By Jorge Otaola and Maximilian Heath
BUENOS AIRES (Reuters) – Argentina’s new government is seeking to push through legislation to help solve a mounting debt crisis as the country struggles to make repayments to global creditors.
Economy Minister Martin Guzman said a “debt sustainability” bill sent to Congress on Tuesday afternoon was aimed at creating a legal framework to improve debt terms, interest charges and amounts of capital.
“This bill, this law will give us the conditions to be able to structure and execute the operations needed to achieve the aim of restoring the sustainability of public debt,” he said at a press conference in Buenos Aires.
“Today we have an unsustainable debt burden that mortgages the futures of all Argentines.”
Guzman was tapped by center-left President Alberto Fernandez, who took office just last month, to revive the economy and lead debt talks. He said Argentina was asking bondholders to willingly help restructure public debt in an orderly way through a “comprehensive macroeconomic program.”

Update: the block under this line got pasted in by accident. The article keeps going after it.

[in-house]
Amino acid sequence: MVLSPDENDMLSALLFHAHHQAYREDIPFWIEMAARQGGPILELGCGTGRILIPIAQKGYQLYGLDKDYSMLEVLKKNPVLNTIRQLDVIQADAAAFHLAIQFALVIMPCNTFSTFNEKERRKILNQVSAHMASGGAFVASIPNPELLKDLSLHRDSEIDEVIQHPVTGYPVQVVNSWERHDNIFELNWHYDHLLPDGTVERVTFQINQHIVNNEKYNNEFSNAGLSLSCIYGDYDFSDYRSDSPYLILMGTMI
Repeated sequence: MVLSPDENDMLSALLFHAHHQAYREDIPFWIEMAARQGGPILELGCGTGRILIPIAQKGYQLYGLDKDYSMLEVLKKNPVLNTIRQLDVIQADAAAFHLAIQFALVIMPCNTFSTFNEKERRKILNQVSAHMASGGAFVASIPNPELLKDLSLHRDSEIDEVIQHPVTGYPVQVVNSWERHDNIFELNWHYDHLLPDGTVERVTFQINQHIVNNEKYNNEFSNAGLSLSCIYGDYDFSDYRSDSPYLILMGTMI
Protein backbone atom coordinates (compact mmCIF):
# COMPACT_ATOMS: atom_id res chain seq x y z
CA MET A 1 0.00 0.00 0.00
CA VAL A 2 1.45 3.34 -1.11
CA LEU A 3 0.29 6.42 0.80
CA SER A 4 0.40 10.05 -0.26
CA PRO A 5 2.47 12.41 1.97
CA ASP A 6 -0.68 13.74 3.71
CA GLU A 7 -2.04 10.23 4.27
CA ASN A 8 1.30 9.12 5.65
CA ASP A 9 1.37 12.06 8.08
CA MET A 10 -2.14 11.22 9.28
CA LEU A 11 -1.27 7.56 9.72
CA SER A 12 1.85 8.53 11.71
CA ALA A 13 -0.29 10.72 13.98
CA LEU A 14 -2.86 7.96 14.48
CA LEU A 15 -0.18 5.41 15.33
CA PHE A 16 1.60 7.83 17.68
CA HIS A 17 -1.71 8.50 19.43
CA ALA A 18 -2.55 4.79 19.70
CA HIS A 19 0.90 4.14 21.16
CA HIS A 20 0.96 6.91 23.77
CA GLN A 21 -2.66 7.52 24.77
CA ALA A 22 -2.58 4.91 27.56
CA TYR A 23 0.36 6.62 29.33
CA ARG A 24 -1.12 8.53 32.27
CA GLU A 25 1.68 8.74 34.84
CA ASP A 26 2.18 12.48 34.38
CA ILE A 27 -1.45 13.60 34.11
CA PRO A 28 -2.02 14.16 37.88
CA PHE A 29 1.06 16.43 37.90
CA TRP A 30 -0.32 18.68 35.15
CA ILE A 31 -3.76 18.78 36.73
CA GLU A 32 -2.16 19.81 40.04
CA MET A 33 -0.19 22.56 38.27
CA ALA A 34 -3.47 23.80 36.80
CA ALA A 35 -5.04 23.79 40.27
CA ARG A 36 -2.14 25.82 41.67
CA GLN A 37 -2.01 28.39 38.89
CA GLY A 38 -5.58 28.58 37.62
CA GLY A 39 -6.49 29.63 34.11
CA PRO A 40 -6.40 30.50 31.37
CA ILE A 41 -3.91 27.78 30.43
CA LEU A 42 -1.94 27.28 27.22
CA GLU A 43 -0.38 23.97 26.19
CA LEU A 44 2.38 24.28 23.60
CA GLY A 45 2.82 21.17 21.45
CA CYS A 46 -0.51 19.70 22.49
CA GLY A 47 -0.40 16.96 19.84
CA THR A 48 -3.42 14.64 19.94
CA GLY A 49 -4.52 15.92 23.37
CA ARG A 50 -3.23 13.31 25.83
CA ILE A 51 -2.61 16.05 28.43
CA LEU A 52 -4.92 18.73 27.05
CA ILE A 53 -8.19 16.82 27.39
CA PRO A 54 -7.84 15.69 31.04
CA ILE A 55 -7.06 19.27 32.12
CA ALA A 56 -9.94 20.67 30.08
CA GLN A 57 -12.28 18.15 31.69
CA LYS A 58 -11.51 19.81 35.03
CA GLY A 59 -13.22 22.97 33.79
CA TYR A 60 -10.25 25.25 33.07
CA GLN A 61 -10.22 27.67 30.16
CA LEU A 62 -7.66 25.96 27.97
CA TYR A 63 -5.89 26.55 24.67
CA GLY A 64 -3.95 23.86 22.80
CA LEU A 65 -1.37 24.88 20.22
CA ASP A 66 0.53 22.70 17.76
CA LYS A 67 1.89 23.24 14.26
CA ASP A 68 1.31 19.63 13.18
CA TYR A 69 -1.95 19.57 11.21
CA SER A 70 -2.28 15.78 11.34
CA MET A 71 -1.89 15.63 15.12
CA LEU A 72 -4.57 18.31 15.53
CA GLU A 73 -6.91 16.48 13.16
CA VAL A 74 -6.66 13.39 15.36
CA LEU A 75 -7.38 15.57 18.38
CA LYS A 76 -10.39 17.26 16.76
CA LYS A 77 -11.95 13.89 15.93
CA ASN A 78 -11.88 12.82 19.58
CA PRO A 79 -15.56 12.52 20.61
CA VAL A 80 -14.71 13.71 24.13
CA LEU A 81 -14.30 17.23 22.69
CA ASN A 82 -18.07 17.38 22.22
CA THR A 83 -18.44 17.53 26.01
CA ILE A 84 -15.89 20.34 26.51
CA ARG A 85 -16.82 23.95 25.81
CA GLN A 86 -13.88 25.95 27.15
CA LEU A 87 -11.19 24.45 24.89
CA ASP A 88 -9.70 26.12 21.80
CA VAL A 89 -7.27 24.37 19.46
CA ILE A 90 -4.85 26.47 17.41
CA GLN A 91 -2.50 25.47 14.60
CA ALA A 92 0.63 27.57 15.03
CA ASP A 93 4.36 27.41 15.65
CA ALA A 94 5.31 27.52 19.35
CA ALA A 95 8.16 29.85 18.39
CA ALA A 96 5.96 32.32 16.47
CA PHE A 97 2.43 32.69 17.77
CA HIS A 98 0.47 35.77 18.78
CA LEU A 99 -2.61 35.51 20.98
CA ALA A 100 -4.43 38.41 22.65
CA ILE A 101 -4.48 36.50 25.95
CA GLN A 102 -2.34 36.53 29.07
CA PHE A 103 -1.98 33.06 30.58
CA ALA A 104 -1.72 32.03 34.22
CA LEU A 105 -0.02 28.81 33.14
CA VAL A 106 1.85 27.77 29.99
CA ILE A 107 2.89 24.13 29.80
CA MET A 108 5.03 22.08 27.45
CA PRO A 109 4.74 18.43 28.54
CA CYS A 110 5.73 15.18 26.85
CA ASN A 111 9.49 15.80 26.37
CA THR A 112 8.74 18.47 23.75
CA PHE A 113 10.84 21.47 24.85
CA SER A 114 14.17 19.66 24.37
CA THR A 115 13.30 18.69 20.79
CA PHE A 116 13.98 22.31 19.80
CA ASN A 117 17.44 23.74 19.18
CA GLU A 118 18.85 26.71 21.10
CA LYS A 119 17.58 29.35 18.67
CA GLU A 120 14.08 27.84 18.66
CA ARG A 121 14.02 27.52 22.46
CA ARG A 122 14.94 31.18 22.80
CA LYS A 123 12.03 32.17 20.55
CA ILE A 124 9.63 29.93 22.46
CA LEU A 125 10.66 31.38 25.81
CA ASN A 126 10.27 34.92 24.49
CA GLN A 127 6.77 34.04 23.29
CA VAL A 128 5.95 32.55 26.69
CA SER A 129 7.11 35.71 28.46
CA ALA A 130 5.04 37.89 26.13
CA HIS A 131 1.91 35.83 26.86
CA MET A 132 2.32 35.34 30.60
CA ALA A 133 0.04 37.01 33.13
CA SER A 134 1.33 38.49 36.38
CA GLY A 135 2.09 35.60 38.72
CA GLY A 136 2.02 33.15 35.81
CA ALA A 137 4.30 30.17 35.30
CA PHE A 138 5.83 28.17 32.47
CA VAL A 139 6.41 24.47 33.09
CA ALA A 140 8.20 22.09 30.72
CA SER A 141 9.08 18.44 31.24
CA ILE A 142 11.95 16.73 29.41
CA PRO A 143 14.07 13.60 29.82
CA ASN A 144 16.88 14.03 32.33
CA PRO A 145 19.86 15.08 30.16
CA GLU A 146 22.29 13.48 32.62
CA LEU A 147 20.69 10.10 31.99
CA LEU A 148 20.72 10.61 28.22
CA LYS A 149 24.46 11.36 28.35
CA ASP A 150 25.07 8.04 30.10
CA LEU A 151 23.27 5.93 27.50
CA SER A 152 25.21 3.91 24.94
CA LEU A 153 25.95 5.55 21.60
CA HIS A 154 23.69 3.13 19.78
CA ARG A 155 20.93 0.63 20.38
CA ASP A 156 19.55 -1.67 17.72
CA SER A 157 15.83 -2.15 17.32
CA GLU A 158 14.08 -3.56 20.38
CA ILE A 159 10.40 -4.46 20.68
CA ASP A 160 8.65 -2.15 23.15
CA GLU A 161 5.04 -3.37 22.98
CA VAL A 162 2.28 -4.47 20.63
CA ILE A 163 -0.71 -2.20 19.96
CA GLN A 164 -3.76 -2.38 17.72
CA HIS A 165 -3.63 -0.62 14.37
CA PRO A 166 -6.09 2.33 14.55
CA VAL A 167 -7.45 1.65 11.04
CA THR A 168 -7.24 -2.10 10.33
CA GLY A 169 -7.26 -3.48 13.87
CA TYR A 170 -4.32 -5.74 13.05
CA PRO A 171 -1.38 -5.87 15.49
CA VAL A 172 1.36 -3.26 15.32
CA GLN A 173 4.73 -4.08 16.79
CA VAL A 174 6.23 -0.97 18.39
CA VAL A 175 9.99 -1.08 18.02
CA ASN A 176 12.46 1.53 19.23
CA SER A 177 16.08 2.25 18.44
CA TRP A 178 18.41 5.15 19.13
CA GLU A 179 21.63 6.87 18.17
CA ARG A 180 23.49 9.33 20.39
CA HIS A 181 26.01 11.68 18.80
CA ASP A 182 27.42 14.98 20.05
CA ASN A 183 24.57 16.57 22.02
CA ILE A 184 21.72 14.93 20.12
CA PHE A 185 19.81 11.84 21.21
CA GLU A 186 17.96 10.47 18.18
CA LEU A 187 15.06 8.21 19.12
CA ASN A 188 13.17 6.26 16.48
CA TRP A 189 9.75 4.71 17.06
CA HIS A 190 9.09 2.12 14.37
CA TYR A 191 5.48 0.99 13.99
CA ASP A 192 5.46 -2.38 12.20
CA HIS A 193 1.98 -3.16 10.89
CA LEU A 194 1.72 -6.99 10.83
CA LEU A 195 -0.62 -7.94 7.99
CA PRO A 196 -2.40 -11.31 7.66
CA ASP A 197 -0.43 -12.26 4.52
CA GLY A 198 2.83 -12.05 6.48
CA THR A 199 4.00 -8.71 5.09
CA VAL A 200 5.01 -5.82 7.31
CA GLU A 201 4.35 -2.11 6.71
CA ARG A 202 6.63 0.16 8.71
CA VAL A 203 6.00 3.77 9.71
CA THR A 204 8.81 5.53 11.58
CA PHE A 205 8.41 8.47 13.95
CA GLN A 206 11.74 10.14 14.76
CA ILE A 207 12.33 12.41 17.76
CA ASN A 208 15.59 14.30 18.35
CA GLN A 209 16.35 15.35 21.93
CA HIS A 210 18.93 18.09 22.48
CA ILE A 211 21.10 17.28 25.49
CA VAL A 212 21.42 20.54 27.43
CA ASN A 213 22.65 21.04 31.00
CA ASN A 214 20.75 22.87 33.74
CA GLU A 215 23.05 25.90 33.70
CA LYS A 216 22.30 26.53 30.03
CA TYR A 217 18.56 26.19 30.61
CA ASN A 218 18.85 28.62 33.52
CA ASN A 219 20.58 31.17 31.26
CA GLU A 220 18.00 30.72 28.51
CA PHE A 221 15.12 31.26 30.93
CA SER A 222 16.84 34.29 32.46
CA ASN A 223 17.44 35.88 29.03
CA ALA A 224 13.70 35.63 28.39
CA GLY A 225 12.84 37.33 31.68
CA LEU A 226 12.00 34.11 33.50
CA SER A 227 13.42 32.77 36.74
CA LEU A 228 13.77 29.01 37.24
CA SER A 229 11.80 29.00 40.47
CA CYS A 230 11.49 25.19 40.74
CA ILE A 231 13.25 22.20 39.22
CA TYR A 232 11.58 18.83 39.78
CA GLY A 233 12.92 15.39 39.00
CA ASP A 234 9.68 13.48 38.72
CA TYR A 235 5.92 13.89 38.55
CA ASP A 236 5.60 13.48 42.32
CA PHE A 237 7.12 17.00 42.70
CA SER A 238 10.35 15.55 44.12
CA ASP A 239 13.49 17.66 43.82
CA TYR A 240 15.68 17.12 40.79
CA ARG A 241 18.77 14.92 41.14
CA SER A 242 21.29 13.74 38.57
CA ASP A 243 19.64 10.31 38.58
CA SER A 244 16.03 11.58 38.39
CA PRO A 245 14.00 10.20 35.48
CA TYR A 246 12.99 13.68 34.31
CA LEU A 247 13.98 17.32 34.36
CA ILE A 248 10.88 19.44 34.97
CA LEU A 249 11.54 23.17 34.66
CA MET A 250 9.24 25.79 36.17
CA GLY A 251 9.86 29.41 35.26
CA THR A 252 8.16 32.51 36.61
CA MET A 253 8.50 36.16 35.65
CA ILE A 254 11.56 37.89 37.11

Argentina faces negotiations with creditors including the International Monetary Fund to restructure about $100 billion in sovereign debt, which Fernandez has said the country cannot afford to pay until it revives its stalled economy.
Guzman echoed the sentiment saying the country, Latin America’s third-largest economy, was willing to pay its debts but needed some relief from creditors to be able to do so.
“We are asking that they give us the necessary time to solve a problem of macroeconomic collapse that has affected all the country,” he said.
The young economy minister, an acolyte of frequent IMF critic Joseph Stiglitz, said talks with the fund were continuing in a “constructive way” and that negotiations would continue on how to restructure payments.
Guzman said most peso debt had been refinanced. The state will look to keep paying interest on its dollar debt via reserves, though it is not making capital payments, he added.
“We want to make promises that can be fulfilled. Make commitments that are feasible to honor,” he said.
Argentine sovereign debt dipped on Tuesday, with the benchmark January 2028 <040114HQ6=> down a point and the December 2038 <040114GK0=> down just under two points. Buenos Aires provincial debt held firmer with the January 2021
(Reporting by Jorge Otaola and Maximilian Heath, additional reporting by Rodrigo Campos in New Yorl, writing by Cassandra Garrison and Adam Jourdan; Editing by Chizu Nomiyama, Tom Brown, Richard Pullin)